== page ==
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New Team Member

Boyd in the fieldThe Malay Tapir Conservation project has grown to include Australian Boyd Simpson. Boyd is an accomplished conservation biologist with more than 15 years of experience. He has worked extensively with crocodile and marine turtle conservation in his home country as well as most of South East Asia. His latest assignment, before joining the Malay Tapir Conservation Project in October 2008, was with British NGO Fauna & Flora International in Cambodia where he managed their Siamese crocodile project before assuming the role as FFI’s country director to Cambodia. Boyd brings along his wife Rim and daughter Hannah. Boyd has enrolled on Malaysia’s National University for his MSc and perhaps PhD work and will primarily be responsible for our research activities in Taman Negara National Park. The team is happy to welcome Boyd and his family to Malaysia.


Testing new camera traps

The team has purchased three new Moultrie IR-40 camera traps. Since we are looking at replacing all existing film cameratraps with new digital units we decided to test the Moultrie model because the specifications appeared favourable in relation to the price of it. The units are capable of taking both still photos as well as IR-video clips. The unit comes with 40 IR lights but without the standard xenon flash light as normal cameras make use of. The advantage of this is that it can photograph wildlife without spooking these when the flashlight is triggered but the disadvantage is that IR shots only appear in black/white.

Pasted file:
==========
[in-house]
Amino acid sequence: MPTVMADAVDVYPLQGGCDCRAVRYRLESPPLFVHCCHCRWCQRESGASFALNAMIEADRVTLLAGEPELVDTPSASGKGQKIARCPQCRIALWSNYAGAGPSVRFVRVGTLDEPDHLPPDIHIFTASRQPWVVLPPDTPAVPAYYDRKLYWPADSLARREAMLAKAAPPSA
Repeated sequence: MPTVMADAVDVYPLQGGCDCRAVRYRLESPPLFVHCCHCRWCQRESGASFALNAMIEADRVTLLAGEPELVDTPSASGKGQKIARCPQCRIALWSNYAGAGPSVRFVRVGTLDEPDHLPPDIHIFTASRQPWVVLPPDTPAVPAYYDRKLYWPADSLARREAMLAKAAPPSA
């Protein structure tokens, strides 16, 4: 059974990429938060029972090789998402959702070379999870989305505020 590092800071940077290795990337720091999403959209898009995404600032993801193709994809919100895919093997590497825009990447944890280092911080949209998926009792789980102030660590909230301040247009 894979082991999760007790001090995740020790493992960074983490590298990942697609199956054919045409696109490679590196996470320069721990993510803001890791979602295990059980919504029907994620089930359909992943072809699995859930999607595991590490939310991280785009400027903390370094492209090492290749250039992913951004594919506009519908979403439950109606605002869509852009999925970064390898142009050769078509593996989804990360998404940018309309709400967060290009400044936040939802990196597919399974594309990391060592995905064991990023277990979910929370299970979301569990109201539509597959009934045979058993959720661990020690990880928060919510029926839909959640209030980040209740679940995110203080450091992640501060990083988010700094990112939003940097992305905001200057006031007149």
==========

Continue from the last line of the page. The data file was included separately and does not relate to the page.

The manufacturer states that the camera can record video clips up to 30seconds. Whilst this is true for daytime (colour) video clips the camera automatically switches over to a default 5sec video mode under low light conditions, for example, at night. Although 5sec is better than nothing it is insufficient for capturing video clips of behaviour of wildlife. The cameras have recorded many hundreds of good quality pictures and video clips without drawing a huge amount of Amp-hours. Therefore, the cameras can easily operated up to 3 months on a set of batteries. The main weakness of the cameras is that they do not withstand the intense humidity of the Malaysian rainforest very well and the LED-display went off after only one month of operation. The team has discussed the possibility of purchasing additional Moultrie units, but we feel that, given the circumstances described above, it is not suitable for long-term rigorous operation in tropical Malaysia.


Using GSM/GPS transmitter

During the past year the team has made use of a new generation of radio transmitters. They are manufactured by Swedish Televilt, which was taken over by British “FollowIt” in 2009. The transmitters work by downloading waypoints to an internal GPS in the transmitter along with many other abiotic data. These are stored on the transmitter and can be retrieved in four different ways

  1. Find the transmitter and download via USB-cable
  2. Remote VHF-download when the transmitter is still attached to the animal
  3. Send data to email by GMS, which requires the transmitter to be within GSM signal range
  4. Send data to email by satellite phone.


Update will follow soon.


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